2) Whether the Commission's remand determination that an industry in the United States was not materially injured by reason of imports of pure magnesium from Ukraine is supported by substantial evidence and otherwise in accordance with law. 6
MATERIAL INJURY BY REASON OF LTFV IMPORTS
An affirmative injury determination by the Commission "requires both (1) present material injury and (2) a finding that the material injury is 'by reason of' the subject imports." Gerald Metals, 132 F.3d at 719 (citing 19 U.S.C. § 1673d(b); see supra note 4).
According to the Federal Circuit, the "by reason of" standard "mandates a causal--not merely temporal--connection between the LTFV goods and the material injury." Gerald Metals, 132 F.3d at 720. The standard "requires adequate evidence to show that the harm occurred 'by reason of' the LTFV imports, not by reason of a minimal or tangential contribution to the material harm...." Id. at 722.
In examining the causal connection between the LTFV imports and the material injury (i.e., whether material injury occurred by reason of the LTFV imports), the Commission is required by statute to consider three factors: "1) the volume of [LTFV] imports, 2) the effect of [LTFV] imports on prices of like domestic products, and 3) the impact of [LTFV] imports on domestic producers of like products." USX Corp. v. United States, 11 CIT 82, 84, 655 F.Supp. 487, 489 (1987)(citing 19 U.S.C. § 1677(7)(B)). The Commission evaluates the causal effects of the three factors on the harm to the domestic industry by applying the standards set forth in 19 U.S.C. § 1677(7)(C). See U.S. Steel Group v. United States, 96 F.3d 1352, 1360-61 (Fed.Cir.1996); Trent Tube Div. v. Avesta Sandvik Tube, 975 F.2d 807, 814 (1992) The relevant portions state:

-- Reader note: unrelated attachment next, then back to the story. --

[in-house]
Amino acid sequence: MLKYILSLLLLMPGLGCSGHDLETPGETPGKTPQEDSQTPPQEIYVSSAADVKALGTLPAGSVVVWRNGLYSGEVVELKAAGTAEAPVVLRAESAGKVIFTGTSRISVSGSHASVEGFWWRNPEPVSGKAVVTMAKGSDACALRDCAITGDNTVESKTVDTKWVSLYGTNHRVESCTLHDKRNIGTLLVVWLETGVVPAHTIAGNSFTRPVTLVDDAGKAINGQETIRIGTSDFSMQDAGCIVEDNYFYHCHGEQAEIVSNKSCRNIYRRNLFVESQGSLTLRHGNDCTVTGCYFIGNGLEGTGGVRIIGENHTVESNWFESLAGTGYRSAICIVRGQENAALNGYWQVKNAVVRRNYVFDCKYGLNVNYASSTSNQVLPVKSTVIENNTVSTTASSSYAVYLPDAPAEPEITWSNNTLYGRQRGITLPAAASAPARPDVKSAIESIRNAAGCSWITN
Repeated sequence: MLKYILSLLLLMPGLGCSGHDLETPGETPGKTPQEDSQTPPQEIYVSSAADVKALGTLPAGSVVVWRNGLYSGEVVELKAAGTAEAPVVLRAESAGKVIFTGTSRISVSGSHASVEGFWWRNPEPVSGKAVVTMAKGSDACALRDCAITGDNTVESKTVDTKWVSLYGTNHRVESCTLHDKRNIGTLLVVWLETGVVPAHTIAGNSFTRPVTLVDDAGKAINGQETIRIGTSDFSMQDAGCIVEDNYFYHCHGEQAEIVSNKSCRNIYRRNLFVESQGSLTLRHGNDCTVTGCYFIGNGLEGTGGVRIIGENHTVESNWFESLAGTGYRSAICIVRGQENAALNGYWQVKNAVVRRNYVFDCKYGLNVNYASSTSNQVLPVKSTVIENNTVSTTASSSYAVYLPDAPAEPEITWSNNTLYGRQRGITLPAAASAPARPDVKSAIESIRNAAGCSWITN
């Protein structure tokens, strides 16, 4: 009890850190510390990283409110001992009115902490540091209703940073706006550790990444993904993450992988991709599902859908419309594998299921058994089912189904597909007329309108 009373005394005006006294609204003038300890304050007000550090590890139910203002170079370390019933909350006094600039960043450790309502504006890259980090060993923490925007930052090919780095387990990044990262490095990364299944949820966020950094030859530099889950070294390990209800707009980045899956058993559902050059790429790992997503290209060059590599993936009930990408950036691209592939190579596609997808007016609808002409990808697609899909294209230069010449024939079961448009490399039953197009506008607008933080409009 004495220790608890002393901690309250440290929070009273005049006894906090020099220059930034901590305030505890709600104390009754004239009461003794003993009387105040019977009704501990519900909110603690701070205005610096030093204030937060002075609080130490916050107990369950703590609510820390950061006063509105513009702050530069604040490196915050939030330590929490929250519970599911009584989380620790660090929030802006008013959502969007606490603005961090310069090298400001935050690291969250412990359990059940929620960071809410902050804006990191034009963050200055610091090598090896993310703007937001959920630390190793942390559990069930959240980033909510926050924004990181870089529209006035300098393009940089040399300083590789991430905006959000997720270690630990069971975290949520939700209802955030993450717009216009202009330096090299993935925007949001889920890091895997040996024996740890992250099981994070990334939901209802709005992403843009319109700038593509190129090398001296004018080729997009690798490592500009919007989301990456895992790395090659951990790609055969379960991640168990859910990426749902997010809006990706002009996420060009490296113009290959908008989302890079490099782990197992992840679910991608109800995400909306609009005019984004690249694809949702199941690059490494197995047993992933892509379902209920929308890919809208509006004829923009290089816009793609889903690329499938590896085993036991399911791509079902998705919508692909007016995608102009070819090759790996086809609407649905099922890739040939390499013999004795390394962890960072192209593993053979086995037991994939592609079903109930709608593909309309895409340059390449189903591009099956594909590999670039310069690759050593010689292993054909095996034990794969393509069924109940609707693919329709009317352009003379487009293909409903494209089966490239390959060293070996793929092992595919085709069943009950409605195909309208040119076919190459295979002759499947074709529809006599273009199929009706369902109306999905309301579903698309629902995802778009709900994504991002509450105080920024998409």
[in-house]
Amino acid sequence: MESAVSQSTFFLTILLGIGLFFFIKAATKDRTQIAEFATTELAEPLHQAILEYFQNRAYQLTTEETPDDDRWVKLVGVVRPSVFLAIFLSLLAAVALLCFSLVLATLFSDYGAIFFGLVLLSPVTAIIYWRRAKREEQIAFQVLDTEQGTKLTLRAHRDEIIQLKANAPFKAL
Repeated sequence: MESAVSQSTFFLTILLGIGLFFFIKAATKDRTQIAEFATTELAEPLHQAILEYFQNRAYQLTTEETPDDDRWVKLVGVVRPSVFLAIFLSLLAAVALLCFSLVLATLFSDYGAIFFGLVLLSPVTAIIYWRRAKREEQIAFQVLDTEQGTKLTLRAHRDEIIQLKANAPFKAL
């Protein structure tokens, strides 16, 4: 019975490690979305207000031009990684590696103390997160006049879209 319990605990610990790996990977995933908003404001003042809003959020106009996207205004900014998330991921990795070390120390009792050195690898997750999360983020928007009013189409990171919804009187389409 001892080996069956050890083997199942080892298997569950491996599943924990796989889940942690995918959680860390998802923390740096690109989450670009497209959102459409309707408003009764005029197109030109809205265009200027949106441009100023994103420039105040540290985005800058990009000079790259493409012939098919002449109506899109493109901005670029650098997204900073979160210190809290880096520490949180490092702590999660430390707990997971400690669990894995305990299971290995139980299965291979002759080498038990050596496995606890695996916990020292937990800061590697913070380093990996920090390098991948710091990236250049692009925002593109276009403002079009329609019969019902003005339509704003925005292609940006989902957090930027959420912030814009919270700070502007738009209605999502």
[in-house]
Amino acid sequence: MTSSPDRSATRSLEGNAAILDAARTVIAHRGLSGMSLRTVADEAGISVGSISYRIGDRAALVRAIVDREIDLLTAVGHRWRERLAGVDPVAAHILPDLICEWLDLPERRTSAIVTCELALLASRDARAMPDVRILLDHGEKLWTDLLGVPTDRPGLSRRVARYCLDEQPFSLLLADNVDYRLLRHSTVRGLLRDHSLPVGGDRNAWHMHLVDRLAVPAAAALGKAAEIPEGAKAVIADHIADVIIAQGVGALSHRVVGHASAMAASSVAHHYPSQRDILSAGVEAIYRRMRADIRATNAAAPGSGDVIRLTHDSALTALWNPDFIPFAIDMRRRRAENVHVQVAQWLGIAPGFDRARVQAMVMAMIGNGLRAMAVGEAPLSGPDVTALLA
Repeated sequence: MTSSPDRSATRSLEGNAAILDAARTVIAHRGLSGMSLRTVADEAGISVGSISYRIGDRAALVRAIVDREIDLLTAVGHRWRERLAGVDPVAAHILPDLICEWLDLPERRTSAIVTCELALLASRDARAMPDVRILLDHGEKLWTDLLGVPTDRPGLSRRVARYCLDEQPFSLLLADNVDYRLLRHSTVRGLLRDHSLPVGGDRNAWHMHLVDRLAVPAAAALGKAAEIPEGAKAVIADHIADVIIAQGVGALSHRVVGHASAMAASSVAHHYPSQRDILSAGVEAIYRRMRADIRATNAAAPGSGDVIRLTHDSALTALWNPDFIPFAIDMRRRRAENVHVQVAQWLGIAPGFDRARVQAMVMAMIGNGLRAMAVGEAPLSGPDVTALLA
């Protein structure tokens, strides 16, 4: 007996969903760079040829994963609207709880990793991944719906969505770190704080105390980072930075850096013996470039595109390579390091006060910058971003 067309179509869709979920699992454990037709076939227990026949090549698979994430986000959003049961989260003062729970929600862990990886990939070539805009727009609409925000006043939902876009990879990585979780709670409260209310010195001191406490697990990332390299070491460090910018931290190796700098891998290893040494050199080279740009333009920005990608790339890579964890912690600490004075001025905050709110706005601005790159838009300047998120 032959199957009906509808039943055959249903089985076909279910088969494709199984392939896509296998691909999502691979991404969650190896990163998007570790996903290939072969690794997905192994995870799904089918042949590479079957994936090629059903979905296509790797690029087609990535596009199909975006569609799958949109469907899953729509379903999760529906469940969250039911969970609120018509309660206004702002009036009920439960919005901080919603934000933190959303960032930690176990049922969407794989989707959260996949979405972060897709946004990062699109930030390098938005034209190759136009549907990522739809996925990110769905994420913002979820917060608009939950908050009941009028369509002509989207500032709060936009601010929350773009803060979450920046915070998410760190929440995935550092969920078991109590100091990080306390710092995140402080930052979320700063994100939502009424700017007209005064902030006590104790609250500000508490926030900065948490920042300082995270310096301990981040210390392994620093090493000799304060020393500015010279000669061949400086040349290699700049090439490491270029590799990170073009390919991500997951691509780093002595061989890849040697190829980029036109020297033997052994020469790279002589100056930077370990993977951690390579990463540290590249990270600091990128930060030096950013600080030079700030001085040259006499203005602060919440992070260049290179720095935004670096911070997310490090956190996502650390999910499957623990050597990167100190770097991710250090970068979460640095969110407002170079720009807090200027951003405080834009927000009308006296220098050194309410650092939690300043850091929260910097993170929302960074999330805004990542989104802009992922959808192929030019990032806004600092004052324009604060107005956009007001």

In evaluating the volume of imports of merchandise, the Commission shall consider whether the volume of imports of the merchandise, or any increase in that volume,
either in absolute terms or relative to production or consumption in the United States, is significant.
In evaluating the effect of imports of such merchandise on prices, the Commission shall consider whether-
(I) there has been significant price underselling by the imported merchandise as compared with theprice of like products of the United States, and (II) the effect of imports of such merchandiseotherwise depresses prices to a significant degreeor prevents price increases, which otherwise wouldhave occurred, to a significant degree.
(iii) Impact on affected domestic industry
In examining the impact required to be considered under subparagraph (B)(iii), the Commission shall evaluate all relevant economic factors which have a bearing on the state of the industry in the United States, including, but not limited to-
(I) actual and potential decline in output, sales, market share, profits, productivity, return on investments, and utilization of capacity,(II) factors affecting domestic prices,(III) actual and potential negative effects on cash flow, inventories, employment, wages, growth, ability to raise capital, and investment, and (IV) actual and potential negative effects on theexisting development and production efforts of the domestic industry, including efforts to develop aderivative or more advanced version of the like...